• 2016. Ilona Koupil (et al.). Public Health Nutrition 19 (17), 3158-3168

    Objective To study social patterning of overeating and symptoms of disordered eating in a general population.

    Design A representative, population-based cohort study.

    Setting The Australian Longitudinal Study on Women’s Health (ALSWH), Survey 1 in 1996 and Survey 2 in 2000.

    Subjects Women (n 12 599) aged 18–23 years completed a questionnaire survey at baseline, of whom 6866 could be studied prospectively.

    Results Seventeen per cent of women reported episodes of overeating, 16 % reported binge eating and 10 % reported compensatory behaviours. Almost 4 % of women reported symptoms consistent with bulimia nervosa. Low education, not living with family, perceived financial difficulty (OR=1·8 and 1·3 for women with severe and some financial difficulty, respectively, compared with none) and European language other than English spoken at home (OR=1·5 for European compared with Australian/English) were associated with higher prevalence of binge eating. Furthermore, longitudinal analyses indicated increased risk of persistent binge eating among women with a history of being overweight in childhood, those residing in metropolitan Australia, women with higher BMI, smokers and binge drinkers.

    Conclusions Overeating, binge eating and symptoms of bulimia nervosa are common among young Australian women and cluster with binge drinking. Perceived financial stress appears to increase the risk of binge eating and bulimia nervosa. It is unclear whether women of European origin and those with a history of childhood overweight carry higher risk of binge eating because of genetic or cultural reasons.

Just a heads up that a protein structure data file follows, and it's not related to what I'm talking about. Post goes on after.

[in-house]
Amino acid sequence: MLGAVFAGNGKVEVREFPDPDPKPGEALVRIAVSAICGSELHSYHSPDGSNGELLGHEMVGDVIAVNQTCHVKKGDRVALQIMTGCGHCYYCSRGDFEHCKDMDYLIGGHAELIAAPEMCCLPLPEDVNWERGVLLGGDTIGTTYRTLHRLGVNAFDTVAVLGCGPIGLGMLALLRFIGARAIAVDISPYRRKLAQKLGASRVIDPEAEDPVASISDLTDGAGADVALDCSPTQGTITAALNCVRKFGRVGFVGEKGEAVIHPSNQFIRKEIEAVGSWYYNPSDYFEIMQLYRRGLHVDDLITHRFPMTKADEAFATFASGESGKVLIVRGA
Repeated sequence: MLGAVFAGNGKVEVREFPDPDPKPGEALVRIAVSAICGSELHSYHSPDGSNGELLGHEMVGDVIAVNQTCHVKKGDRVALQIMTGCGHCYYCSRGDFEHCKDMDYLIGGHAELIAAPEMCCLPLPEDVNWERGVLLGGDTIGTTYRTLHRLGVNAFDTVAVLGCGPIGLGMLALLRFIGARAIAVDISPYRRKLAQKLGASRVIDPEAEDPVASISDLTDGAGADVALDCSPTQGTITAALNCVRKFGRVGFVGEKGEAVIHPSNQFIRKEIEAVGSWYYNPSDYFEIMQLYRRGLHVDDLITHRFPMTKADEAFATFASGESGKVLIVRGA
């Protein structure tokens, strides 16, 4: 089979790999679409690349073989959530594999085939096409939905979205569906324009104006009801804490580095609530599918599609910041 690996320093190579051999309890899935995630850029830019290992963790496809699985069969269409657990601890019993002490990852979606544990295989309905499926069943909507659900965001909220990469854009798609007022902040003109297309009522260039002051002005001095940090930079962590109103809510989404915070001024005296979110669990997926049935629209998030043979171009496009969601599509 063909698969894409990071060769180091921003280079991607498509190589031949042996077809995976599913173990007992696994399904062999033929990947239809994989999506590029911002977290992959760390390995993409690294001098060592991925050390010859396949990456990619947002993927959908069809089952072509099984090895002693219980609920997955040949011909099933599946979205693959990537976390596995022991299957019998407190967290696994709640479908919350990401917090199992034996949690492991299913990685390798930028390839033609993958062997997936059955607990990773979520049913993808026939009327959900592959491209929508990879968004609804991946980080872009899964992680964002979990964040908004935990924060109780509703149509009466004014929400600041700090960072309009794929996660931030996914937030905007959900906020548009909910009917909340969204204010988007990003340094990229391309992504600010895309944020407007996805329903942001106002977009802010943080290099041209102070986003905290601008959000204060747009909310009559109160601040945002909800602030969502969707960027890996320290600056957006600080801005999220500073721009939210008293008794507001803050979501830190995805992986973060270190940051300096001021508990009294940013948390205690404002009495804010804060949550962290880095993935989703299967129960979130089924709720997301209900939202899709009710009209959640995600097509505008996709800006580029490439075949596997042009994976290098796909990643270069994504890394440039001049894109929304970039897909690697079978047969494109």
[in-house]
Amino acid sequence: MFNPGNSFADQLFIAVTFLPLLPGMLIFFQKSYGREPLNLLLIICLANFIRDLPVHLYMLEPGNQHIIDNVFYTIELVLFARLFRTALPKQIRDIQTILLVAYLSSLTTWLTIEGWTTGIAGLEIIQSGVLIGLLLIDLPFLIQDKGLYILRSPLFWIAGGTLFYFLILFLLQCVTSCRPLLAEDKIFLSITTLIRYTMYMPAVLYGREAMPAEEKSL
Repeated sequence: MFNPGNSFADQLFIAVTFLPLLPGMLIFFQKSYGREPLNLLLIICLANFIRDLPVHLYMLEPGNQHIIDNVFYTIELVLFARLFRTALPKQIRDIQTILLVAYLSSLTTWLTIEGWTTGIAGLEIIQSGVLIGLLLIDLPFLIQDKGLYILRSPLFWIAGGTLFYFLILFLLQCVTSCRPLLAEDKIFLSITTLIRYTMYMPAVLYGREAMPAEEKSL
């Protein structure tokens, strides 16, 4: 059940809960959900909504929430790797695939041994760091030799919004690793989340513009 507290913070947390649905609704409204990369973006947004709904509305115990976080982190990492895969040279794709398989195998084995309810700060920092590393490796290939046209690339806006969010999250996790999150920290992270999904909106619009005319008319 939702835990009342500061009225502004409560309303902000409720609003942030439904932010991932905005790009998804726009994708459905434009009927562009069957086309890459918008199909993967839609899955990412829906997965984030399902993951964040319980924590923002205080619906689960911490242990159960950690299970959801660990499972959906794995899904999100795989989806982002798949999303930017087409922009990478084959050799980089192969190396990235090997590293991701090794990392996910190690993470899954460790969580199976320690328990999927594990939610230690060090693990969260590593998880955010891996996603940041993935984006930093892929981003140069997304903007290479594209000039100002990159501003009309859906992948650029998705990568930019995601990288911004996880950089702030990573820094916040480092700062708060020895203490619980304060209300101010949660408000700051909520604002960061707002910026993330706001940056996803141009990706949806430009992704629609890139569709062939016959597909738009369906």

• 2014. Anna Goodman, Amy Frances Heshmati, Ilona Koupil. PLoS ONE 9 (8), e106475

    Purpose To investigate which facets of parent and grandparent socio-economic position (SEP) are associated with eating disorders (ED), and how this varies by ED subtype and over time.

    Methods Total-population cohort study of 1,040,165 females and 1,098,188 males born 1973-1998 in Sweden, and followed for inpatient or outpatient ED diagnoses until 2010. Proportional hazards models estimated associations with parental education, income and social class, and with grandparental education and income.

    Results 15,747 females and 1051 males in our sample received an ED diagnosis, with rates increasing in both sexes over time. ED incidence in females was independently predicted by greater educational level among the father, mother and maternal grandparents, but parent social class and parental income showed little or no independent effect. The associations with education were equally strong for anorexia nervosa, bulimia nervosa and ED not-otherwise-specified, and had increased over time. Among males, an apparently similar pattern was seen with respect to anorexia nervosa, but non-anorexia ED showed no association with parental education and an inverse association with parental income.

    Conclusions Family history of education predicts ED in gender- and disorder-specific ways, and in females the effect is observed across multiple generations. Particularly given that these effects may have grown stronger in more recent cohorts, these findings highlight the need for further research to clarify the underlying mechanisms and identify promising targets for prevention. Speculatively, one such mechanism may involve greater internal and external demands for academic success in highly educated families.

  • 2013. Gita Devi Mishra (et al.). European Journal of Epidemiology 28 (2), 139-147